Cyclosporine Metabolites’ Metabolic Ratios May Be Markers of Cardiovascular Disease in Kidney Transplant Recipients Treated with Cyclosporine A-Based Immunosuppression Regimens
Cardiovascular disease (CVD) remains one of the primary causes of death after kidney transplantation (KTX). Cyclosporine (CsA) metabolites may play a role in CVD. Metabolic ratio (MR) may be considered a measure of intra-individual differences of CsA metabolism. The study was aimed at analysis of associations of CVD with indices of CsA metabolism: MRs and dose-adjusted CsA concentrations (C/D and C/D/kg). The study was performed in the Department of Immunology, Transplant Medicine, and Internal Diseases of the Medical University of Warsaw and involved 102 KTX recipients. Whole blood concentrations of cyclosporine A, AM1, AM9, AM4N, demethylcarboxylated (dMC-CsA), dihydroxylated (DiH-CsA), trihydroxylated (TriH-CsA) cyclosporine metabolites were determined by liquid chromatography coupled with tandem mass spectrometry. Lower AM9/CsA were observed in diabetics. Patients with coronary disease and/or myocardial infarction had lower dMC-CsA/CsA and higher AM4N/CsA. Supraventricular arrhythmia (SVA) was associated with higher AM1/CsA and AM4N/CsA. Hypertriglyceridemia (hTG) was associated with lower AM9/CsA, higher C/D and C/D/kg. Decrease of AM9/CsA and AM4N and higher D/C were associated with overweight/obesity. Systolic blood pressure (BP) positively correlated with dMC-CsA/CsA and negatively with C/D/kg. Diastolic BP correlated positively with AM1/CsA, dMC-CsA/CsA, DiH-CsA/CsA and TriH-CsA/CsA. We have demonstrated the association of coronary disease/myocardial infarction, SVA, hTG, overweight/obesity and elevated arterial BP with higher MRs of AM1, AM4N, dMC-CsA, DiH-CsA and TriH-CsA, and lower MRs of AM9, which may indicate deleterious and favourable effects of individual CsA metabolites on cardiovascular system and suggest engagement of specific enzymatic pathways.
KeywordsKidney transplantation Cyclosporine Cyclosporine metabolites Cardiovascular disease Arrhythmia Hypertriglyceridemia Obesity Overweight
This work was supported by Polish National Science Centre (Grant No. 2013/09/B/NZ2/00275) and Polish National Centre of Research and Development (Grant No. NR13014410).
Compliance with Ethical Standards
Conflict of interest
The authors declare that they have no conflict of interest.
The study protocol was approved by the MUW Ethical Committee. All procedures performed were in accordance with the ethical standards of the MUW Ethical Committee and with the 1964 Helsinki declaration and its later amendments.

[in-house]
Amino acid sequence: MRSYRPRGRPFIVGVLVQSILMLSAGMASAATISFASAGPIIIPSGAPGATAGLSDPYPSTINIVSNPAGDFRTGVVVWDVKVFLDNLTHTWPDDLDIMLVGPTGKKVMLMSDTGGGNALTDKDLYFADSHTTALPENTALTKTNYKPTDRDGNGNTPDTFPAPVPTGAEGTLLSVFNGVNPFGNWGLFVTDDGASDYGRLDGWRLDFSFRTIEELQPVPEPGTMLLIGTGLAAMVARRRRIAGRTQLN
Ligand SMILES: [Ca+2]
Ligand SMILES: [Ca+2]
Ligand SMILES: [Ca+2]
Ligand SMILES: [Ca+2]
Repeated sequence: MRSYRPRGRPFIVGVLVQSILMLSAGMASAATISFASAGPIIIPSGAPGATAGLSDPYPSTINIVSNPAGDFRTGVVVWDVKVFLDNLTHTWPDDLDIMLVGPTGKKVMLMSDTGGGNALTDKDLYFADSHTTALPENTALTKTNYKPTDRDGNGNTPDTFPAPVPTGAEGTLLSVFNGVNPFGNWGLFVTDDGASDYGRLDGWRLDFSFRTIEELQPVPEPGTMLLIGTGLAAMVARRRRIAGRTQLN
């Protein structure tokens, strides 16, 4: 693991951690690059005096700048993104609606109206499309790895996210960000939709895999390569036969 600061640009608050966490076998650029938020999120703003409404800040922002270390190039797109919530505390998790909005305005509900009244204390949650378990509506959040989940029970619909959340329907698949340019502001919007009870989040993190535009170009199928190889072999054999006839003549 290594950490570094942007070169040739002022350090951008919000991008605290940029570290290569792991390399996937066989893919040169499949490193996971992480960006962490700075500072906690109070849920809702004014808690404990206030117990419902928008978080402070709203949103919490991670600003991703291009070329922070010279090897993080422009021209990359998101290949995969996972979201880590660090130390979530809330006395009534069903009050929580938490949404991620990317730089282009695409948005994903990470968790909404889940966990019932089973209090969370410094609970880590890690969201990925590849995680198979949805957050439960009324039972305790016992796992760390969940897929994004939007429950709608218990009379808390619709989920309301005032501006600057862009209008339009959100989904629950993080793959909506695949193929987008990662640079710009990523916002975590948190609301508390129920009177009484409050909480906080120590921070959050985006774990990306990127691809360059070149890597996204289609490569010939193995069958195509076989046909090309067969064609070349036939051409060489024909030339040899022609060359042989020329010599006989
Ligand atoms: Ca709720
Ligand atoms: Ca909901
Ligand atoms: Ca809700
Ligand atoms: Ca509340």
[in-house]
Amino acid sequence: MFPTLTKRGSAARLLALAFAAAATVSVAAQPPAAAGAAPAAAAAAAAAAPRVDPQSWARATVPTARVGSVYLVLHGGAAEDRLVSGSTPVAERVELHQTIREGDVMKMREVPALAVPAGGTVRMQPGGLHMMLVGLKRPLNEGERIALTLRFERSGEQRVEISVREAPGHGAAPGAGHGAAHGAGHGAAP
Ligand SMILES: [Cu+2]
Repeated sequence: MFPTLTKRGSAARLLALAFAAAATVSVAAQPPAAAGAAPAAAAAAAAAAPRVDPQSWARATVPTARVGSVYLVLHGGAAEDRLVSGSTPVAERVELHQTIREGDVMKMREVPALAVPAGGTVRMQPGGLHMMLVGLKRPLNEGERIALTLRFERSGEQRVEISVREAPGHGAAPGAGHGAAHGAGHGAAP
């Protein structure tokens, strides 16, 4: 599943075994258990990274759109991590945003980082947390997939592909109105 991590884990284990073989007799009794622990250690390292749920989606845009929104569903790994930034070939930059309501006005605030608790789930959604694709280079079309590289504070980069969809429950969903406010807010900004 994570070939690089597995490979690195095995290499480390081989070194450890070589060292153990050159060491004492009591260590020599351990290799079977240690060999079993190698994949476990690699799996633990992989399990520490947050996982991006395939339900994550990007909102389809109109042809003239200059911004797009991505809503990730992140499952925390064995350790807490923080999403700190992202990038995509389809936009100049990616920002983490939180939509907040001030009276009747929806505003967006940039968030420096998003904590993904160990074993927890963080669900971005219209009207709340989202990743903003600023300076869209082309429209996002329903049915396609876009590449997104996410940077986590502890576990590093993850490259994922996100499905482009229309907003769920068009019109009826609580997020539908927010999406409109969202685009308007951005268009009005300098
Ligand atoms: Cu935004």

Research Involving Human and Animal Participants
This article does not contain any studies with animal performed by any of the authors.
Before the study procedures all patients have given their written informed consent.
- 1.System USRD. (2017). Annual Data Report. Epidemiology of kidney disease in United States 2017.Google Scholar
- 7.Lunde, I., Bremer, S., Midtvedt, K., Mohebi, B., Dahl, M., Bergan, S., et al. (2014). The influence of CYP3A, PPARA, and POR genetic variants on the pharmacokinetics of tacrolimus and cyclosporine in renal transplant recipients. European Journal of Clinical Pharmacology, 70, 685–693.CrossRefGoogle Scholar
- 10.Combalbert, J., Fabre, I., Fabre, G., Dalet, I., Derancourt, J., Cano, J. P., et al. (1989). Metabolism of cyclosporin A. IV. Purification and identification of the rifampicin-inducible human liver cytochrome P-450 (cyclosporin A oxidase) as a product of P450IIIA gene subfamily. Drug Metabolism and Disposition, 17(2), 197–207.PubMedGoogle Scholar
- 11.Aoyama, T., Yamano, S., Waxman, D. J., Lapenson, D. P., Meyer, U. A., Fischer, V., et al. (1989). Cytochrome P-450 hPCN3, a novel cytochrome P-450 IIIA gene product that is differentially expressed in adult human liver. cDNA and deduced amino acid sequence and distinct specificities of cDNA-expressed hPCN1 and hPCN3 for the metabolism of steroid hormones and cyclosporine. Journal of Biological Chemistry, 264(18), 10388–10395.PubMedGoogle Scholar
- 13.Elens, L., van Schaik, R. H., Panin, N., Meyer, M., Wallemacq, P., Lison, D., et al. (2011). Effect of a new functional CYP3A4 polymorphism on calcineurin inhibitors’ dose requirements and trough blood levels in stable renal transplant patients. Pharmacogenomics, 12(10), 1383–1396.CrossRefGoogle Scholar
- 14.Hryniewiecka, E., Zegarska, J., Zochowska, D., Samborowska, E., Jazwiec, R., Kosieradzki, M., et al. (2018). Cardiovascular disease in kidney transplantation and its association with blood concentrations of cyclosporine and cyclosporine metabolites. Transplantation Proceedings, 145(4), 247–254.Google Scholar
- 15.Textor, S., Canzanello, V. J., & Taler, S. J. (1994). Cyclosporine-induced hypertension after transplantation. Mayo Clinic Proceedings, 23, 2614–2622.Google Scholar
- 19.Bianchi, R., Rodella, L., & Rezzani, R. (2003). Cyclosporine A up-regulates expression of matrix metalloproteinase 2 and vascular endothelial growth factor in rat heart. International Immunopharmacology, 3, 423–433.Google Scholar
- 21.Sadeg, N., Pham-Huy, C., Rucay, P., Righenzi, S., Halle-Pannenko, O., Claude, J. R., et al. (1993). In vitro and in vivo comparative studies on immunosuppressive properties of cyclosporines A, C, D and metabolites M1, M17 and M21. Immunopharmacology and Immunotoxicology, 15(2–3), 163–177.CrossRefGoogle Scholar
- 26.Hryniewiecka, E., Żegarska, J., Żochowska, D., Jaźwiec, R., Borowiec, A., Samborowska, E., et al. 2016). Hydroxylated, hydroxymethylated, dihydroxylated, and trihydroxylated cyclosporine metabolites can be nephrotoxic in kidney transplant recipients. Transplantation Proceedings, 48, 1551–1555.CrossRefGoogle Scholar